In order to prepare an effective hardship letter, you must first understand your mortgage related objective, i.e., what assistance are you seeking? A home loan modification? Short sale? Deed-in-lieu of foreclosure? Installment payments for back amounts? Your letter should reflect your intention.
Second, you must understand the position of the mortgage servicer or lender. Your lender generally wants to enter into a modification with you so long as you appear as a good investment or your lender may at least want to provide alternatives to foreclosure. For example, under the Making Home Affordable Program (MHA), your lender has the opportunity to enter into contracts with the federal government to modify homeowners’ mortgage loans or provide foreclosure alternatives and then receive incentive payments in return. Usually, your lender wants these incentive payments, but you must be eligible before your lender may receive those payments. In other words, it may be in your lender’s best interest that you are eligible – your lender may not be your enemy. Unfortunately, not all lenders participate in MHA; however, your lender usually will have their own internal program in order to avoid a costly foreclosure and possible foreclosure defense.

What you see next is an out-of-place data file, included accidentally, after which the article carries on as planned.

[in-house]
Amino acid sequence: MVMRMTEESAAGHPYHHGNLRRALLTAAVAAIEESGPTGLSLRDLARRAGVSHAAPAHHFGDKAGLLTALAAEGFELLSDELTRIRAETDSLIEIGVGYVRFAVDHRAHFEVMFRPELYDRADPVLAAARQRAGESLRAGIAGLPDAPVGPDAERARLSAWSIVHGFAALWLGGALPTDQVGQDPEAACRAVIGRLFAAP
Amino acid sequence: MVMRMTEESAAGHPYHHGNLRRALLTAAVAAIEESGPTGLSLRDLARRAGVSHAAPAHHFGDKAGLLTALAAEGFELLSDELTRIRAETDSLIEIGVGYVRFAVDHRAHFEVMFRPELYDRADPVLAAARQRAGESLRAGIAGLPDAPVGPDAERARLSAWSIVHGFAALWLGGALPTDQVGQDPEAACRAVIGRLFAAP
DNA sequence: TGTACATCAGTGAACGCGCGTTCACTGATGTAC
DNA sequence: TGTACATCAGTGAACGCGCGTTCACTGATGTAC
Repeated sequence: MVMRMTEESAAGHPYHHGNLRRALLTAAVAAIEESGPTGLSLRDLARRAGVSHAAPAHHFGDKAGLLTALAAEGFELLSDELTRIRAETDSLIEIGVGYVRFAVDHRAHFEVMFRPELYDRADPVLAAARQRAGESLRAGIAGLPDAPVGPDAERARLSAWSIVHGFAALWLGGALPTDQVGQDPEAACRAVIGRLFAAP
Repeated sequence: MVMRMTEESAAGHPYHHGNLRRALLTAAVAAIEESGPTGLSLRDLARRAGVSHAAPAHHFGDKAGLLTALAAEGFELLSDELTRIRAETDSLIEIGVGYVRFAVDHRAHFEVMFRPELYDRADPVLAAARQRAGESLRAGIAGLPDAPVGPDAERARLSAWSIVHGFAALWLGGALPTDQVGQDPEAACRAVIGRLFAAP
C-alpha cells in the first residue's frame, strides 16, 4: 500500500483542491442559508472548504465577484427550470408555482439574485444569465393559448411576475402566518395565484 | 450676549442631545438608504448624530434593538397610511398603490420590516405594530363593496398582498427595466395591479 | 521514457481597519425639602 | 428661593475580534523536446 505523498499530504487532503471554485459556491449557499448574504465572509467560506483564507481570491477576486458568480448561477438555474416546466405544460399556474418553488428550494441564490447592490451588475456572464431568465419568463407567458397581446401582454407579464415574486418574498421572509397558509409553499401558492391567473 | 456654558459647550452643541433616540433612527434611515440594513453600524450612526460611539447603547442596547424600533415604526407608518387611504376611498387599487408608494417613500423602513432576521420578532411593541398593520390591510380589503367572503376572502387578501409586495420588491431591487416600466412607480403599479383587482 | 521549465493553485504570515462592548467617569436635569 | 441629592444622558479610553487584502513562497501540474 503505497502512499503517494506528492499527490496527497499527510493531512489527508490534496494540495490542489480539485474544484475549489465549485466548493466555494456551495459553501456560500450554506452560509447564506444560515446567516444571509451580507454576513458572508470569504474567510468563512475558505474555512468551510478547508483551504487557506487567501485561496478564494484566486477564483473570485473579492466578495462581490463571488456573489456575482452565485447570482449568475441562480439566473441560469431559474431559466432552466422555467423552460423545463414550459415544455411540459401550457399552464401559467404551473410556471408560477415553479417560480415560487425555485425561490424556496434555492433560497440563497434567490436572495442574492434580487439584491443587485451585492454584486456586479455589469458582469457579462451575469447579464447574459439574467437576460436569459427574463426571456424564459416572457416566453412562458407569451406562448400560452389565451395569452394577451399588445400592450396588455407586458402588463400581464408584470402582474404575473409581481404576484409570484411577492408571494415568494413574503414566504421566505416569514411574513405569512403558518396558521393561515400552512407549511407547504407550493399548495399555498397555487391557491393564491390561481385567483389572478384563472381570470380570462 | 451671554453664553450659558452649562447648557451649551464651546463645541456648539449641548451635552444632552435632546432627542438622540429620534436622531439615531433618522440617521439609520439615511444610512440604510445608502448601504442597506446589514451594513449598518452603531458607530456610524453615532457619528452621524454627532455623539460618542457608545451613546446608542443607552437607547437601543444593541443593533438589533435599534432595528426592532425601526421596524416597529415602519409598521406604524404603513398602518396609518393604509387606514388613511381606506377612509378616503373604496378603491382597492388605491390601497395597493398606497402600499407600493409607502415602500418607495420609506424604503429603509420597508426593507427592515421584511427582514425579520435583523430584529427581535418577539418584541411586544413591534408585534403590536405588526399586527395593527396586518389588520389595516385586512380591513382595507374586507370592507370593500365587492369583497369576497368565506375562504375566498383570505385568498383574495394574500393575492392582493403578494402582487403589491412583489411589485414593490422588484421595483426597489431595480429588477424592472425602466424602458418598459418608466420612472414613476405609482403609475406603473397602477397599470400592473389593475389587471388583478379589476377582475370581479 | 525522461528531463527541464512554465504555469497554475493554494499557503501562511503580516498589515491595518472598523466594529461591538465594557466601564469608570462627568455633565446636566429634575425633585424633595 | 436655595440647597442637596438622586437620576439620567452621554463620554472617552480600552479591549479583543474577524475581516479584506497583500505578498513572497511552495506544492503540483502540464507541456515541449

The most common mistake with a hardship letter is when a borrower attempts to portray the borrower’s financial situation in such a dire way that the borrower appears destitute and entirely unreliable for future business. This will make several assistance programs unavailable to you. For example, if you were seeking a home loan modification, the lender would not recommend a modification if you appear totally bankrupt since the lender will view you as a bad future investment – in these circumstances, foreclosure or a foreclosure alternative becomes the better option.
Instead, for modification purposes, you would demonstrate a temporary, past, or partial inability to make the mortgage payments. For example, a job loss led to your financial difficulties, but you were recently hired at lower pay, but will be able to pay a revised mortgage.
In contrast, if you are seeking a short sale or deed-in-lieu of foreclosure, then detailing your total inability to pay is valid argument – you definitely would not want to appear collectible. Again, it all depends on what you are seeking. Become familiar with the federal programs available to you. See http://www.makinghomeaffordable.gov/pages/default.aspx. Nonparticipating lenders often mirror these programs as well. Decide for yourself what your best alternatives are and present your argument as to why you qualify.
Continue with the hardship letter form structure.